Dwight Howard may never have fully developed that go-to post move or mid-range jumper that mid-to-late 2000s hoops pundits yearned for, but the Philadelphia 76ers center was a monster finisher.
During the 2007-08 season, Howard set a league record by racking up 269 slam dunks. It was a mark that stood for more than a decade before Utah Jazz center broke it in 2018-19. And while Howard’s best days are long behind him, he has largely continued to punish rims around the Association.
This season, though, the 35-year-old has scuffled at times to produce points near the basket with the same efficacy.
Stat geeks and overly-critical fans weren’t the only ones to notice, either. Howard himself clearly wasn’t satisfied with the way he was finishing (or, rather, not finishing) close to the basket.
So, the eight-time All-Star and future Hall of Famer got to work — and the results have been impressive.
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Dwight Recommits and Rediscovers His Best Offensive Skill
On Friday, Howard almost resembled the player who was drafted No. 1 overall by the Orlando Magic way back in 2004. With the Sixers squaring off against the Atlanta Hawks for the second straight game, the big man scored a team-high 19 points in just 17 minutes of play to help Philly to a blowout win.
He got there by making eight of his 11 shot attempts, all of which came at point-blank range.
According to Howard, the outburst was the result of his recent recommitment to being a beast down low.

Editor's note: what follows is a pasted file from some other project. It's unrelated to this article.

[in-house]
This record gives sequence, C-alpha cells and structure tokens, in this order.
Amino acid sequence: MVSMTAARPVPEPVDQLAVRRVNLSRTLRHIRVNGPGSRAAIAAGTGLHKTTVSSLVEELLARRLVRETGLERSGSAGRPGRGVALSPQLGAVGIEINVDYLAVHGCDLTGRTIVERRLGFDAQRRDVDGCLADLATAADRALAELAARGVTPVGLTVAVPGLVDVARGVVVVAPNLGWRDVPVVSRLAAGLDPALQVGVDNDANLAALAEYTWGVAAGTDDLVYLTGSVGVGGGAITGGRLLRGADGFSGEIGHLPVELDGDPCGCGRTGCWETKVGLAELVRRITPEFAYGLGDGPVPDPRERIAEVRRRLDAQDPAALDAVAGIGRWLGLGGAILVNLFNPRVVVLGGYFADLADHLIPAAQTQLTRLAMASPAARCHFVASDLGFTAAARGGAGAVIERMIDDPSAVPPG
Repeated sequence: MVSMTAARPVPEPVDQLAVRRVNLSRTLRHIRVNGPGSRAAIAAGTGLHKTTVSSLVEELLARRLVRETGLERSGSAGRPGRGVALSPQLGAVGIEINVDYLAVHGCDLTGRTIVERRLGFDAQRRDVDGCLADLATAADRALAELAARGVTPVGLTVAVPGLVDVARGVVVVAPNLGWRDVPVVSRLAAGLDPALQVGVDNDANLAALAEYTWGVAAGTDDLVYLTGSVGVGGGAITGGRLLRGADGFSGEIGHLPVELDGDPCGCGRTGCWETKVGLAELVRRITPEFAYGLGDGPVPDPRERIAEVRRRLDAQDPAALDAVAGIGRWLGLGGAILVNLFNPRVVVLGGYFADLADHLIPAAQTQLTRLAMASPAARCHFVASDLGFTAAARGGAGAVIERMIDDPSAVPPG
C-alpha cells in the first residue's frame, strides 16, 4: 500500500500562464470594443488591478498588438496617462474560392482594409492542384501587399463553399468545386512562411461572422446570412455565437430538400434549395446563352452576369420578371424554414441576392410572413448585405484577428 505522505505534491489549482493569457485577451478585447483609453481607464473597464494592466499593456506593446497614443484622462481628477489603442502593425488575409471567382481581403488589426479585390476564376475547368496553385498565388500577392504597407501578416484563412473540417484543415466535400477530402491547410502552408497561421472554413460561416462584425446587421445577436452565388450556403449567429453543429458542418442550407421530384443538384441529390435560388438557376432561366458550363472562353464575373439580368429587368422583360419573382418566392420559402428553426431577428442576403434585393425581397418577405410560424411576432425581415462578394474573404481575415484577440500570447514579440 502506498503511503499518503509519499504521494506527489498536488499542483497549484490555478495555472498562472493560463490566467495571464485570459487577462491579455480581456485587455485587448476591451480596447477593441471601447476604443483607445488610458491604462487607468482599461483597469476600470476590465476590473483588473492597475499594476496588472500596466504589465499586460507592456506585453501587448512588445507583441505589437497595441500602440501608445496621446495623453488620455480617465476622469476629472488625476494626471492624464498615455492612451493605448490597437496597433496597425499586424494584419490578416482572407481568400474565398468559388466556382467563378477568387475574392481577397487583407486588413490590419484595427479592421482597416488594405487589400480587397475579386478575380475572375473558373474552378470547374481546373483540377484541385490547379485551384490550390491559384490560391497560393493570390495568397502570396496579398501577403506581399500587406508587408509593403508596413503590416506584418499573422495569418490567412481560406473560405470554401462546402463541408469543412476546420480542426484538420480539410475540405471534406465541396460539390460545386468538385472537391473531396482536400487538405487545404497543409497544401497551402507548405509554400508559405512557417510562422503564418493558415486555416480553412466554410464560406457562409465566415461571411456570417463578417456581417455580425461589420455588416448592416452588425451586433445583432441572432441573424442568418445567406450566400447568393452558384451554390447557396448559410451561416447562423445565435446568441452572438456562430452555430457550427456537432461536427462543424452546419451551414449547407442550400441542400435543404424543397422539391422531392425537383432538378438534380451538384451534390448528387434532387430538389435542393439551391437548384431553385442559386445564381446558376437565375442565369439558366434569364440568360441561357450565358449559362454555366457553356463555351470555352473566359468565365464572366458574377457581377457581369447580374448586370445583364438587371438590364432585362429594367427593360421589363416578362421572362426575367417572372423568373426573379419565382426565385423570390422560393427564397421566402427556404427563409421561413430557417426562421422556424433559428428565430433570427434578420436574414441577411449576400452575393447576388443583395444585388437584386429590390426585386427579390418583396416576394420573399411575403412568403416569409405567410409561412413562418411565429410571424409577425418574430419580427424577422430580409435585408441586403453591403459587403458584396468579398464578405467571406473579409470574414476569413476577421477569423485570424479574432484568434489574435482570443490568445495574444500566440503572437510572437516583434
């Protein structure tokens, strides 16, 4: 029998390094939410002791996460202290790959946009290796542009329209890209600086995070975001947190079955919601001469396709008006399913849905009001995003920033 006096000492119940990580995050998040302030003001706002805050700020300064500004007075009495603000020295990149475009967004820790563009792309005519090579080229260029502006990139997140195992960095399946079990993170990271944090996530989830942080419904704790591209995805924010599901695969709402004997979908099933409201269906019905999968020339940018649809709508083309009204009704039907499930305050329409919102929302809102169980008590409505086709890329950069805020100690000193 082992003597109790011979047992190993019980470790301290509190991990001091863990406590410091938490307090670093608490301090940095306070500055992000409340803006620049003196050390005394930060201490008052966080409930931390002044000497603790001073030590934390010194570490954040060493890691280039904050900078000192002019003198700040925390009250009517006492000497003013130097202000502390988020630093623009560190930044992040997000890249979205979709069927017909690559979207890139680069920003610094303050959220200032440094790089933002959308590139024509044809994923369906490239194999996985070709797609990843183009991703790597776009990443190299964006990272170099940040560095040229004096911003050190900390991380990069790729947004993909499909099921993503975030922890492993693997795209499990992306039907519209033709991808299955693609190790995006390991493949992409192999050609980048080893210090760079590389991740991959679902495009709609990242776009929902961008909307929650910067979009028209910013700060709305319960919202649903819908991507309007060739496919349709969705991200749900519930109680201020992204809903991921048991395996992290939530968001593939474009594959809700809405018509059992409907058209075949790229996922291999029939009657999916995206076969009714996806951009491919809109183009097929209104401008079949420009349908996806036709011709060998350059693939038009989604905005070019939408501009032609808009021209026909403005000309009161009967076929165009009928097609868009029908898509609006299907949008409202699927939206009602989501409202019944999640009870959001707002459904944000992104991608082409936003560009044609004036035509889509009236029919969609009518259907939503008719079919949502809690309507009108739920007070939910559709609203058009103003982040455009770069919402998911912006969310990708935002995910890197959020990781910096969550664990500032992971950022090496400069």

“The last couple of, I would say weeks, I’ve been really working on finishing in the paint in practice and stuff like that,” Howard said, via Sixers Wire.
“All that hard work has paid off, I just want to continue to be aggressive in the paint, go back up strong, and finish, and force those guys to have to foul me, and just play as hard as I can.”
Howard Sustaining Success Down Low
Howard isn’t blowing smoke when he talks about weeks of hard work paying off. The numbers show a clear shift in his ability to punish opponents near the basket recently.
Through March 31, he was connecting on 61.4% of his field goal attempts in the restricted area. While that’s not a terrible conversion rate, it’s middling at best for a player of his size and far below what we have come to expect from Howard.
By comparison, Furkan Korkmaz and Matisse Thybulle — both of whom are under 6-foot-8 — were among the cadre of players making a higher percentage of shots in that range.
More recently, though, Howard has flipped the script.
Since April 1, his restricted-area field goal percentage has made a sizable jump to 72.7. That mark is second only to Paul Reed on the Sixers, and Howard obviously has a more substantial sample size.
Much has been said and written about Howard’s defensive impact this season. Without him acting as a paint deterrent for the second unit, Philly may not be fielding a top-three defense right now.
If he can continue making a similar impact as a finisher, though, the Sixers will be that much tougher to contend with during postseason play.
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